Second, we hypothesize that many of the tasks that financially distressed individuals need to perform to respond to a lawsuit require goal identification, goal pursuit, persistence, and plan-making and plan-implementation strategies. In a debt-collection case, that may involve responding to the lawsuit with an answer. It may also involve juggling one's schedule and arranging transportation to appear in court on the hearing date. Our materials include Post-it notes to be placed on a calendar and blank lines for recipients to write down the dates, times, and locations of court hearings.[11] (See "Plan-Making and Plan-Implementation Strategies.")

Knowledge in Advance

We also hypothesize that knowledge of what to expect in court will help individuals feel more confident, thus increasing participation. We believe that how such knowledge is communicated matters.

Preparing for What to Expect

From the public-health literature, we learned that stick-figure illustrations are superior to photographs in explaining complex topics.[12] Novices in a field, presented with photographs or detailed drawings, are generally unable to distinguish important features from irrelevant details.[13] Thus, our materials explain basic debt-collection court procedure using simple cartoons, including drawings of the courtroom that indicate where the judge, plaintiff, and consumer defendant sit. (See "Preparing for What to Expect.")


One of the goals of our project is to understand whether these reimagined self-help materials work. More broadly, we are interested in the effect the materials have on the outcome of debt-collection cases and the credit scores of individuals in financial distress. Our larger research project uses a randomized, controlled trial design-as is used to test new drugs and medical devices-to compare the effectiveness of the new self-help materials with representation by an attorney.[14] We hope that our research will have a real-world impact on the ways in which we help individuals in financial distress and design self-help materials.

D. James Greiner is a professor of law at Harvard Law School. Dalié Jiménez is an associate professor of law and the Jeremy Bentham Scholar at the University of Connecticut School of Law. Lois R. Lupica is the Maine Law Foundation Professor of Law at the University of Maine School of Law. Contact the authors at jgreiner@law.harvard.edu, dalie.jimenez@uconn.edu, or lupica@maine.edu.


  1. Caroline Ratcliffe et. al., "Delinquent Debt in America" (report, July 2014, Urban Institute, Washington, DC), http://www.urban.org/publications/413191.html.
  2. Peter A. Holland, "Debt-Buyer Lawsuits and Inaccurate Data," Communities , Banking 25, no. 2 (spring 2014): http://www.bostonfed.org/commdev/c&b/2014/spring/index.htm; and Dalié Jiménez, "Dirty Debts Sold Dirt Cheap," Harvard Journal on Legislation 52 (2015).
  3. See, for example, Ray Rivera, "Suit Claims Fraud by New York Debt Collectors," New York Times, December 30, 2009.
  4. Peter A. Holland, "The One Hundred Billion Dollar Problem in Small Claims Court," Journal of Business and Technology 6 (2011): 259; Mary Spector, "Debts, Defaults, and Details," Virginia Law and Business Review 6 (2011): 257; and Rachel Witkowski, "The Trickiest Part of the CFPB's Pending Debt Collection Proposal," American Banker, December 23, 2014.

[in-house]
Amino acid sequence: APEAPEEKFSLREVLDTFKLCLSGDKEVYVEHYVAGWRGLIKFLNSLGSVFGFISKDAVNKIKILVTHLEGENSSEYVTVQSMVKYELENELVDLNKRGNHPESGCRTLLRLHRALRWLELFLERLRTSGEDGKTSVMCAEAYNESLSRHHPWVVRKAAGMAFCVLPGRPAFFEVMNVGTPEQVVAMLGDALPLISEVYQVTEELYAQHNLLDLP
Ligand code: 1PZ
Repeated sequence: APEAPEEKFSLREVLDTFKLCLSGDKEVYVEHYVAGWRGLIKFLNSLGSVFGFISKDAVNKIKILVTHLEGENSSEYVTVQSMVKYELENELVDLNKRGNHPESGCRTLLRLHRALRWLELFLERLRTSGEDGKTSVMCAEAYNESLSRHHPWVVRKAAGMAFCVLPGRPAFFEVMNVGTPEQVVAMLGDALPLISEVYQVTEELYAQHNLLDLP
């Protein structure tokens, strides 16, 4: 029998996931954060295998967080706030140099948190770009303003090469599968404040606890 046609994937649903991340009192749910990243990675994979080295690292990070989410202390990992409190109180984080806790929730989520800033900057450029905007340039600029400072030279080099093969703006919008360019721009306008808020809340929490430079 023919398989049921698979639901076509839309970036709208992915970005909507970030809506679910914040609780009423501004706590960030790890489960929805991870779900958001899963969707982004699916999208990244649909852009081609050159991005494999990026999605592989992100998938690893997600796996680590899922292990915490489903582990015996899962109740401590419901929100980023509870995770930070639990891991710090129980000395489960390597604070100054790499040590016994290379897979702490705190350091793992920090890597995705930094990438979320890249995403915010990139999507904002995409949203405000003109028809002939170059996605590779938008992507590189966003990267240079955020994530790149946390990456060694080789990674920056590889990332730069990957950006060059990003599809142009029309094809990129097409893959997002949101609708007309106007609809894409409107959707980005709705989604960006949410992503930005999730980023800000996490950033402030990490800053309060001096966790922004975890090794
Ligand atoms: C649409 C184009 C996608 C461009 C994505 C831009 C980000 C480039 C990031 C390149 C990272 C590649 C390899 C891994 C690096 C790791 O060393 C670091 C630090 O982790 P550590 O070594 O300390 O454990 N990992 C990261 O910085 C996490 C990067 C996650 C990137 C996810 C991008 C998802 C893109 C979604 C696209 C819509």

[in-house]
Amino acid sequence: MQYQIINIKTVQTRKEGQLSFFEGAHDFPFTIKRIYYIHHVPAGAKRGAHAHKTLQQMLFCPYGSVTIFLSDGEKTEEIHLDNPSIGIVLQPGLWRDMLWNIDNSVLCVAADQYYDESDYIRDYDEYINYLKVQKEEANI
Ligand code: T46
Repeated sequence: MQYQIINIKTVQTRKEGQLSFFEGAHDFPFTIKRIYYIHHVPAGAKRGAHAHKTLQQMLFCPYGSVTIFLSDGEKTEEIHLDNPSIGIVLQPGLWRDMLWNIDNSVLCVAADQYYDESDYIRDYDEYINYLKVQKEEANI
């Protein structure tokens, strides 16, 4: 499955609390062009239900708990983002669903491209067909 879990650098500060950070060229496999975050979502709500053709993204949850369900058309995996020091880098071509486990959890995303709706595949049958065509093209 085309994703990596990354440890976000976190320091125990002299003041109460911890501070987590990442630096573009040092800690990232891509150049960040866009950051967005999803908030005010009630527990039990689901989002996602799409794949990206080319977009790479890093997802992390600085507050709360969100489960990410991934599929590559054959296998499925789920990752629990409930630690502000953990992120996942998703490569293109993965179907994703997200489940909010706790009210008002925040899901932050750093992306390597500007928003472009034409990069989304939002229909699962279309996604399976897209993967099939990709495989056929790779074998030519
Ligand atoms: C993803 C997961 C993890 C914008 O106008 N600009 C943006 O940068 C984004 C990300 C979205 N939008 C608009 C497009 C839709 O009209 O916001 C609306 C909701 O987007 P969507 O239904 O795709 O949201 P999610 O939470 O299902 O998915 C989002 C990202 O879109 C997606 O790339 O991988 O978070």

5. Henry J. Scudder, "Hearings Shed Light on Unmet Needs," New York Law Journal, January 24, 2011, http://www.nycourts.gov/courts/ad4/clerk/Notice-PR/PJ-hearing.pdf.
  6. Herbert M. Kritzer, "The Professions Are Dead, Long Live the Professions," Law and Society Review 33 (199): 713.
  7. Erica L. Fox, "Alone in the Hallway," Harvard Negotiation Law Review 85 (1996).
  8. See Sendhil Mullainathan and Eldar Shafir, Scarcity: Why Having Too Little Means So Much (New York: Macmillan, 2013).
  9. See Rebecca L. Sandefur, "The Importance of Doing Nothing: Everyday Problems and Responses of Inaction" in Transforming Lives: Law and Social Process, eds. Pascoe Pleasence et al. (Norwich, England: Stationery Office Books: 2007).
  10. See, for example, Geoffrey Cohen et. al., "Recursive Processes in Self-Affirmation," Science 324 (2009): 400; Brandon J. Schmeichel and Kathleen Vohs, "Self-Affirmation and Self-Control," Journal of Personality and Social Psychology 96 (2009): 770; and Mary E. Charlson et al., "Randomized Controlled Trials of Positive Affect and Self-Affirmation to Facilitate Healthy Behaviours in Patients with Cardiopulmonary Diseases," Clinical Trials 28 (2007): 748.
  11. John Beshears et al., "A Nudge to Help Employees Follow through on Their Best-Laid Plans," http://www.law.northwestern.edu/research-faculty/colloquium/law-economics/documents/2014_Greiner_Fin_Distress_Court_Combined.pdf; Katherine L. Milkman et al., "Using Implementation Intentions Prompts to Enhance Influenza Vaccination Rates" (National Bureau of Economic Research, working paper no. 17183, 2011); and David W. Nickerson and Todd Rogers, "Do You Have a Voting Plan?" Psychological Science 21
    (2010): 194.
  12. SeeJ.M.H. Moll, "Doctor-Patient Communication in Rheumatology," Annals of Rheumatic Diseases 45 (1986): 198; Chris Delp and Jeffrey Jones, "Communicating Information to Patients," Academic Emergency Medicine 3 (1996): 264.
  13. Moreover, various studies suggest that picture placement on the page is as important as content. See Peter C. Whalley and Richard W. Fleming, "An Experiment with a Simple Recorder of Reading Behavior," Programmed Learning and Educational Technology 12 (1975): 120; and Wolfgang Schnotz, "An Integrated Model of Text and Picture Comprehension" in Cambridge Handbook of Multimedia Learning, ed. Richard E. Mayer (New York: Cambridge University Press, 2005): 49.
  14. See Dalié Jiménez, D. James Greiner, Lois Lupica, and Rebecca Sandefur, "Improving the Lives of Individuals in Financial Distress Using a Randomized Control Trial," Georgetown Journal on Poverty Law and Policy 20 (2013): 449.